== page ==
When I first read about the rebuilt Great Library of Alexandria years ago, I wanted to see it. But it never occurred to me that someday I’d be able to casually stroll there after breakfast.
That’s exactly what we did this morning, after enjoying a plate of fuul and some tomato-and-cheese salad at our favorite coffee shop. We walked along the Corniche, enjoying the morning breezes and watching fisherman casting their lines, until the Alexandria Library came into sight.
I wasn’t much of a history buff as a kid, but the Great Library of Alexandria caught my imagination at a certain point in my childhood. Public and school libraries were important places for me, so I imagined the Great Library of Alexandria as something between a fairytale palace full of treasure rooms, each filled with more glittering rarities than the last, and the high-ceilinged, wood-panelled library at Van Nuys Junior High School.
The Biblioteca Alexandrina was opened in late 2002. When I saw the photos and read about the vast ceiling, sloped towards the Mediterranean and with specially designed windows that let light flood in without admitting any rays that could damage the books, I felt my imagination stirred exactly as it was decades earlier. But now the place was real. Someday, perhaps, I could see it.
As we walked towards the library this morning, I stopped to take pictures of wall art near the library complex.
The library’s plaza-like entrance invites the visitor to approach (despite the necessary security gates), and the entire structure slopes towards the Mediterranean, as if connecting the vast repository of human knowledge within to the world beyond the glittering sea.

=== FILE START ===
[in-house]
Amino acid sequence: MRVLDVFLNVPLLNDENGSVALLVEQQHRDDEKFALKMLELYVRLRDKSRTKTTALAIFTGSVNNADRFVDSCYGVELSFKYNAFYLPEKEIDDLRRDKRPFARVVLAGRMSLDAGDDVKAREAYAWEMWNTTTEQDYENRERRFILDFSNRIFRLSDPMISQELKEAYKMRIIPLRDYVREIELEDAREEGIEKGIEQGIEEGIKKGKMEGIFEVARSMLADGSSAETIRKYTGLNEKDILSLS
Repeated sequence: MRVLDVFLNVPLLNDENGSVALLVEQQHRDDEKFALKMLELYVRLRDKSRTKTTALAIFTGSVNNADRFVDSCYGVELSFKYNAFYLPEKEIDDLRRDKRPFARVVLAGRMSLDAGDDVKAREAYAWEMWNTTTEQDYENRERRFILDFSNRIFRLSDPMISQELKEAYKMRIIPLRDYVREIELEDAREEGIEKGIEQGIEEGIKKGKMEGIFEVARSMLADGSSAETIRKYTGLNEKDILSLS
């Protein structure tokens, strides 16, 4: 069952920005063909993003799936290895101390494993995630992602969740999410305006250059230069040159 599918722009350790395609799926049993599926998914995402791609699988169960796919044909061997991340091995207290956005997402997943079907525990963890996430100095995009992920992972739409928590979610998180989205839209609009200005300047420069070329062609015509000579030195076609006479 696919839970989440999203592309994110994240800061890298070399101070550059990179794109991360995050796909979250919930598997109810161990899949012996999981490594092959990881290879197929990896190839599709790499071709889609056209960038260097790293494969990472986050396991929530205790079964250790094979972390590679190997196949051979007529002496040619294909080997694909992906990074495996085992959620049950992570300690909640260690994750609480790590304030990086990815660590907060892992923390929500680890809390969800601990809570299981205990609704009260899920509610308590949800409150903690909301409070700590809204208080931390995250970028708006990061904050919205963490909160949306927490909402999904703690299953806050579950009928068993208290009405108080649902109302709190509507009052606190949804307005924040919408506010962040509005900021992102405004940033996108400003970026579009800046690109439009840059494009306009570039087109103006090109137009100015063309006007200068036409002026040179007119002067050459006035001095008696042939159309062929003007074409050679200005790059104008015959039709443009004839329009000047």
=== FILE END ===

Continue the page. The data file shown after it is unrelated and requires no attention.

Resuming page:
When you first enter the library’s reading room, you really feel the power of the design. The vast space before you indicates wordlessly the immensity of human knowledge. Below the shelter of the sloping ceiling with its light wells, a series of terraces cascades hundreds of feet downward, each terrace holding a separate collection of books and rows of beautiful wooden tables and chairs for the people who come to read and study.
Within the vastness, the space available for reading, research and computer use feels intimate and comfortable. It’s just as I’ve always felt in the libraries I’ve loved most, when I take my chosen books to a table, and settle down for a couple of hours of reading pleasure.
There’s plenty of art in the library space, and many pieces are both beautiful and imaginative. We loved the bench that’s shaped like an open book, inscribed with several Shakespeare sonnets (including Sonnet No. 12). I also admired the busts of famous Egyptian writers.
It was after we left the building and went walking around the library that I got the sense of grandeur and grace I know the architects intended for the building’s exterior. I love the outside walls of the library, inscribed with many different scripts, both ancient and modern.
We ended our outing in the usual way: at a local coffee shop, sipping our drinks and watching people talking, laughing, smoking and passing the time, just as they have in Alexandria coffee shops for more than 200 years.